Tomorrow I'm meeting an old friend for lunch and I couldn't be more excited or less excited. I am exactly the right amount of excited: very extremely to be seeing one of my favorite people for the first time in at least five and perhaps as many as 100 years; and not-at-all-god-please-why to be going to Border Café in Harvard Square.
Actually, god, don't answer that, because I know precisely why we're going to Border Café: Because Amy spent formative eating and drinking years within a fajita's throw of the place, and any woman who has ever lived nearby is inexplicably drawn to this mediocre Tex-Mex-Cajun-What-Else?-Probably-Creole-If-That's-Not-The-Same-As-Cajun-Or-Even-If-It-Is joint.
I'd describe Border Café in greater detail except who cares, plus you already know exactly what it is; you have one just like it in your town, too, and if you've got young children and a taste for tequila, it's not a bad option. There's enough crap on the walls and chicken on the menu to keep the kids occupied and enough liquor in the drinks to cut some of the sugary mix down to size. It'll do better than fine if you fit that happy demographic—the parents there are always in a good mood, because they know it could be so much worse; they could be someplace without Cholula or a liquor license—but it's no place for the kidless. Yet at least half of the giant dining room is always full of unencumbered adults, most of whom are also having a blast. It's weird.
But, my snobby exasperation aside, the food isn't bad and I know I'll be perfectly content with whatever blackened, jerked, or encrusted thing happens to land on my plate. The real dilemma is deciding what to drink. I've cut way back on my weekday lunch boozing this year, but I'll be seeing Amy for the first time in two coon's ages plus it will be Quatro de Mayo, both of which conditions call for alcohol. And since I don't drink as much as I should anymore, each booze order is of great importance.
I'm normally satisfied with the plain old unsalted house margarita, but I'm already scheduled to drink a half-dozen of those on Saturday with Bottom Shelf research director Emily's family. I'm also slightly afraid that Amy's gone all Diet Coke on me in the several years (and two children) that have elapsed since our last lunch. She might look askance at noontime tequila, an unsettling thought that has me considering my beer options.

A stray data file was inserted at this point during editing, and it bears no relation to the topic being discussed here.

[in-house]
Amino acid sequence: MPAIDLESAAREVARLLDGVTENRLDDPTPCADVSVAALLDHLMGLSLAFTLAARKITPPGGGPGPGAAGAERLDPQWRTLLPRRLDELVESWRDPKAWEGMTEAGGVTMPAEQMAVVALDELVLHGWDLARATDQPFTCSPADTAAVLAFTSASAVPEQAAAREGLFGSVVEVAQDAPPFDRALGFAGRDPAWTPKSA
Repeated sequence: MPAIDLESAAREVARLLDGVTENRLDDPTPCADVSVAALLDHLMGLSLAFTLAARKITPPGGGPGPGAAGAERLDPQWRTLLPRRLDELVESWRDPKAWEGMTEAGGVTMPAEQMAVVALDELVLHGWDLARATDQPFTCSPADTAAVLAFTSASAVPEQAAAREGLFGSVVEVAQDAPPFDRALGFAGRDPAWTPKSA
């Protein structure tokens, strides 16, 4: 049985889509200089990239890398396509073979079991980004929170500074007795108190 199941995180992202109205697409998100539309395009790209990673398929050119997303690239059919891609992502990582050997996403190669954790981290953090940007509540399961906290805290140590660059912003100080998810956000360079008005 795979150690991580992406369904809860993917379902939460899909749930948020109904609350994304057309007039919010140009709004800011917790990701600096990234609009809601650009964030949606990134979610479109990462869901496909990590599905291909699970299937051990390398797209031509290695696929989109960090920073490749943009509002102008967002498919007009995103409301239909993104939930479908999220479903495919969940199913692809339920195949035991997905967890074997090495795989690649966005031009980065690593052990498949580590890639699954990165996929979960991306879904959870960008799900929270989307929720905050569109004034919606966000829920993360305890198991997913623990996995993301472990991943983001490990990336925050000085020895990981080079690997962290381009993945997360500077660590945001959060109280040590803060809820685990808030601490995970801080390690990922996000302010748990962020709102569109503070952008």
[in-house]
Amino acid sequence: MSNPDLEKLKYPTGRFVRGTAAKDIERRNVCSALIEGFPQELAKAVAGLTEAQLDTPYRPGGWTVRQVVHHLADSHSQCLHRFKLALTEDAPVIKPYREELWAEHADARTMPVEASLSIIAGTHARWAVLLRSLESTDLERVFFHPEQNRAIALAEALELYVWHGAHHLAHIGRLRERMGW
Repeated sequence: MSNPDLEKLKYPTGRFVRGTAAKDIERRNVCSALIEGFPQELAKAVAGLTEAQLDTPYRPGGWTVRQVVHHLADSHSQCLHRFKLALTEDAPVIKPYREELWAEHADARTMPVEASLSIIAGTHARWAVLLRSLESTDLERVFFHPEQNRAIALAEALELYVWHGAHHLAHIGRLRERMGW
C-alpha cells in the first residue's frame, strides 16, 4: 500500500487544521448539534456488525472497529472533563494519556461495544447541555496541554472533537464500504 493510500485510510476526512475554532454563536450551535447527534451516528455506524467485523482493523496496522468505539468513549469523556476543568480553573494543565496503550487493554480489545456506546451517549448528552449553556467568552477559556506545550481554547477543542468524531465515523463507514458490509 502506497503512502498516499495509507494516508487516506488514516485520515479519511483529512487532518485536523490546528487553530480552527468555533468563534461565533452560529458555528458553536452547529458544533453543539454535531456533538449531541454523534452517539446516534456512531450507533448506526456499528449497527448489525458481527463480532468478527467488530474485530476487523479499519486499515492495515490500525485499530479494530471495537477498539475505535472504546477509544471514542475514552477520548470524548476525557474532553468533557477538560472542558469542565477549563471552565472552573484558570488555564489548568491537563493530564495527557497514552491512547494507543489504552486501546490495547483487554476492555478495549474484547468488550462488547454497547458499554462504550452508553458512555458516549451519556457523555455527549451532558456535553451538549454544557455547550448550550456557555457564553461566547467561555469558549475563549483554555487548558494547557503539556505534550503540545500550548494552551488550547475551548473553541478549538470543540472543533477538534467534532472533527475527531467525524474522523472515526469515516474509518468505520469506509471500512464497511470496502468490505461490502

Border Café is one of those tragic places that doesn't serve draft beer. My high school cafeteria was one of those places, and so are most prisons and laundromats; why do you want your bar to remind me of a place where studious criminals wash clothes? The bottled beer stash isn't much help, either. There's a Tex beer and a few Mex beers and probably dirty nasty hateful Heineken, but nothing much to daydream about, and why go to lunch if you can't fantasize about the drinks beforehand?
The drinking pickings are fairly slim there now, but I suspect they're about to get diversified with the addition of the new Bud Light Lime-a-Rita, a "malt beverage with natural flavors" that seems born to run with the Border Café crowd. Then again, I suppose management might opt against offering a canned-a-rita to compete with their own housemade—and credible if not excellent—margaritas.
So since I might not get to try Lime-a-Rita tomorrow at lunch, I figured I'd suck one down at the house last night (also factoring into that decision: a kindly publicist sent me a sample).
I didn't read the press releases carefully when Anheuser-Busch announced this product a couple weeks ago, so I was disappointed to discover that it's not beer with tequila added or anything strictly margaritorial like that. This 8% ABV malt beverage isn't anything so ambitious: There's no tequila OR beer inside. They're clearly taking a more abstract view of the -arita distinction in which it means "a thing that might be fun to drink on the beach or when otherwise underdressed." That's not what I was expecting, but that doesn't make it a bad drink.
My 8 ounce can (they also come in 12s and 24s) told me to pour it over ice, but I MAKE MY OWN RULES and forgot to make my own ice, so I just poured it into a glass and took it straight. It looks very much like Mountain Dew—pale, cloudy yellow-green, quick and short-lived head—and thank heavens only tastes a little like Mountain Dew.
I thought I could sense a faint real-beer smell, but there was none to be tasted. I noticed much more lemon than lime, which means Bud Light Lime-a-Rita lacks Bud Light, lime, and the defining element of the traditional margarita, but that ain't no thing. This drink reminds me of under-sweetened lemonade, which I like. The fairly hefty alcohol dose is well hidden and there's none of the weird metallic or chemical notes that mar many malt beverages, which makes Bud Light Lime-a-Rita pretty good for what it is. If you drink alcopops, there's no reason this can't be your alcopop.
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